SuAnne Big Crow was known on the Pine Ridge Indian Reservation for being a scholar athlete.
Twenty years ago, it was her dream to open a youth center in Pine Ridge.
But when her life was cut short, her mom made her dream a reality and she opened the first Boys and Girls Club on Native American Land.
This week, the club celebrates two decades of success.
"We started with $32," said Leatrice Chick Big Crow.
32 dollars and Leatrice Chick Big Crow's daughter's big dream.
"SuAnne had a dream to have a place where everyone could have fun, be safe and free of alcohol, drugs and racism," said Big Crow.
But after SuAnne 's tragic death, Big Crow carried on her daughter's dream.
She opened the SuAnne Big Crow Boys and Girls Club; the first club in the country to open on a reservation.
And 20 years later it's still thriving.
"20 years in Indian country is a really big thing, because things don't last for 20 years in Indian country, especially youth programs," said Big Crow.
Today about 200 Boys and Girls Clubs serve more than 100 thousand Native American youth in 24 states.
The goal is to provide a safe place for children to learn and grow after school.
Big Crow says during the last two decades, she's made lifelong friends with many children here in Pine Ridge.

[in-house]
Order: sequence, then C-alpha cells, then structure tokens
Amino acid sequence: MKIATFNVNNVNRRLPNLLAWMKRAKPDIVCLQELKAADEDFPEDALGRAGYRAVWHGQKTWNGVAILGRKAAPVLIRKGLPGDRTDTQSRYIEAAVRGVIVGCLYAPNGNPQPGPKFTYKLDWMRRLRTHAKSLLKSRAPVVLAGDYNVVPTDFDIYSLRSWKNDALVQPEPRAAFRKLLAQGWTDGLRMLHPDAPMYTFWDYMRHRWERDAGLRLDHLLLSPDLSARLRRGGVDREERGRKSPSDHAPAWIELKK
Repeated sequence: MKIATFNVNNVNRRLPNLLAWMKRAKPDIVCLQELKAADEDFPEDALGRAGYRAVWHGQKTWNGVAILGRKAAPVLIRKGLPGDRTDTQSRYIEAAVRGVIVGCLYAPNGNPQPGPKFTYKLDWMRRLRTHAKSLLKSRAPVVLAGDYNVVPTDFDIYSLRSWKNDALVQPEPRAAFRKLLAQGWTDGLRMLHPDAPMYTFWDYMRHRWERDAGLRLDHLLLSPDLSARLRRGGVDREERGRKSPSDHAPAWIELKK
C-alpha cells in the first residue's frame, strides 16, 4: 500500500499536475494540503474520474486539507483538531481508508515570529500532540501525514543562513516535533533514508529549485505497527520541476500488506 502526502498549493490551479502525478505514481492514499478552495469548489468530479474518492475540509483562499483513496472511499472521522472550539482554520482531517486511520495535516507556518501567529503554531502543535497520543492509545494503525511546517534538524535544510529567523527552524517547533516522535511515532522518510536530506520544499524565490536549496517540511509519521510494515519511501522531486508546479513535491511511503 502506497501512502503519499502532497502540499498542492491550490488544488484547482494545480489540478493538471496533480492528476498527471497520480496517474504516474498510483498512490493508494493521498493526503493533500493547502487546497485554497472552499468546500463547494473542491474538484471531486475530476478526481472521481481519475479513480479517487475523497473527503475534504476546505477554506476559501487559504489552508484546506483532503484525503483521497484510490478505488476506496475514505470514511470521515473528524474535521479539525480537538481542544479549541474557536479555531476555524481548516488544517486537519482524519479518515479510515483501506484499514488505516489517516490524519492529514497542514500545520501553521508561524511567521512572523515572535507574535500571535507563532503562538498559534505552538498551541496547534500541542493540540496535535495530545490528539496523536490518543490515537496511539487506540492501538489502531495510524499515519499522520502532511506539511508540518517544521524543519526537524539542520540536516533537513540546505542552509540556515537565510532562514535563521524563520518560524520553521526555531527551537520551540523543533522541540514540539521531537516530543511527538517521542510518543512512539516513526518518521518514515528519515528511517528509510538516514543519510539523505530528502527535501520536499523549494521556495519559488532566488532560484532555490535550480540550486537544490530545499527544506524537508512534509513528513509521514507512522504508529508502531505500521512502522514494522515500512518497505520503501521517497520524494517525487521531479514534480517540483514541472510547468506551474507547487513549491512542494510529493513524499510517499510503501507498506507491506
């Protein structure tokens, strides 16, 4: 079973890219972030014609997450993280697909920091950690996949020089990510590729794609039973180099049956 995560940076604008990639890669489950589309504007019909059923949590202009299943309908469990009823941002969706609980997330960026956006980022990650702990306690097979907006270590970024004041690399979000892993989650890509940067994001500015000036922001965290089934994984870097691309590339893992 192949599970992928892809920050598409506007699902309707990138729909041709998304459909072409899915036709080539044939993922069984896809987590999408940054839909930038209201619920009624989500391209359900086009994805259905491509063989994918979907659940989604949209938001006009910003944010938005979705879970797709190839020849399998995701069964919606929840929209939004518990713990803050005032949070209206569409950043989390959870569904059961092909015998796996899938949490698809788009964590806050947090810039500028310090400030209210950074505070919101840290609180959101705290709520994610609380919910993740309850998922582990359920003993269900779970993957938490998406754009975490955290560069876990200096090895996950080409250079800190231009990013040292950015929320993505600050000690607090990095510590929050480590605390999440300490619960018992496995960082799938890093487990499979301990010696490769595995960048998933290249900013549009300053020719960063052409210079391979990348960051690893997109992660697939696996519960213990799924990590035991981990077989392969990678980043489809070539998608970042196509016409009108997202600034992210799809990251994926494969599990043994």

"I remember all of them, didn't think I would, but there have been thousands of kids through here," said Big Crow.
Thousands of kids such as club alumni Chaz Thompson who's well on his way to fulfilling his dream of becoming a registered nurse.
"It's been a journey for me, from being in the Boys and Girls Club and working and getting experience. It's one good big journey and it's still continuing on as I speak now", said Thompson.
Thompson says much of that success is in part to Big Crow's guidance and encouragement.
"She's a good friend, a boss, a mentor, and really one of those people you don't want to let go of quickly, you want to hold on to them for a while," said Thompson.
Big Crow says when the going gets tough; it's the children that keep her going.
"When it gets really hard, I'll stand outside and watch the bus drop kids off and the look on their faces as they're running towards the club; that revives me," said Big Crow.
And revives her daughter's dream, keeping SuAnne's legacy alive.
"We are meant to be here. So something's going to happen to keep us here, and it has for 20 years," said Big Crow.
The SuAnne Boys and Girls Club serves more than 500 children each year between the ages of 7 and 18.
Big Crow says she hopes others will look at the club and be inspired to open one in their own community.